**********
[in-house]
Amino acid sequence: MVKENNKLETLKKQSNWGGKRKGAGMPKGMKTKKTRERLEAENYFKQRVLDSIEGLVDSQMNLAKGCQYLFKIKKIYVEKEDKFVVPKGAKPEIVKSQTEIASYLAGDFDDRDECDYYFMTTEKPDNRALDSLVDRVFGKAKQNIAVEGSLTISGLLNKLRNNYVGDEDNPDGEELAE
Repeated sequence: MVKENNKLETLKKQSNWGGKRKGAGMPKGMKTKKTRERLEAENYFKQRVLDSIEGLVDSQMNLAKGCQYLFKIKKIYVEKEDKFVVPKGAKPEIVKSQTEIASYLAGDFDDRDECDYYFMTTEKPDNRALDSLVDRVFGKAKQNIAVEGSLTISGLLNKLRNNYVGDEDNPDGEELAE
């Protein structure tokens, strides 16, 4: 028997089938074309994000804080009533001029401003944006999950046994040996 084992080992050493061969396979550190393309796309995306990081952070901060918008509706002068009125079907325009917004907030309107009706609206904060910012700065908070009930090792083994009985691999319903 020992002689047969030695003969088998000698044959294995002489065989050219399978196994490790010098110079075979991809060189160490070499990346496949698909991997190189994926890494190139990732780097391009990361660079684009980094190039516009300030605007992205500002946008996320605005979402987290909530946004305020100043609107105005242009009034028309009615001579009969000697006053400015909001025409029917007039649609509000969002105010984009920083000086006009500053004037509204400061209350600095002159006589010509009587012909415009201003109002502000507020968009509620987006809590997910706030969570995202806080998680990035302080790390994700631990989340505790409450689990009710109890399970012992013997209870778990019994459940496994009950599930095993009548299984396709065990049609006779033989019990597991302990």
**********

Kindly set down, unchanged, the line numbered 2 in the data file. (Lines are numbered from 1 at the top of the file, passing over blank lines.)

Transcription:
Amino acid sequence: MVKENNKLETLKKQSNWGGKRKGAGMPKGMKTKKTRERLEAENYFKQRVLDSIEGLVDSQMNLAKGCQYLFKIKKIYVEKEDKFVVPKGAKPEIVKSQTEIASYLAGDFDDRDECDYYFMTTEKPDNRALDSLVDRVFGKAKQNIAVEGSLTISGLLNKLRNNYVGDEDNPDGEELAE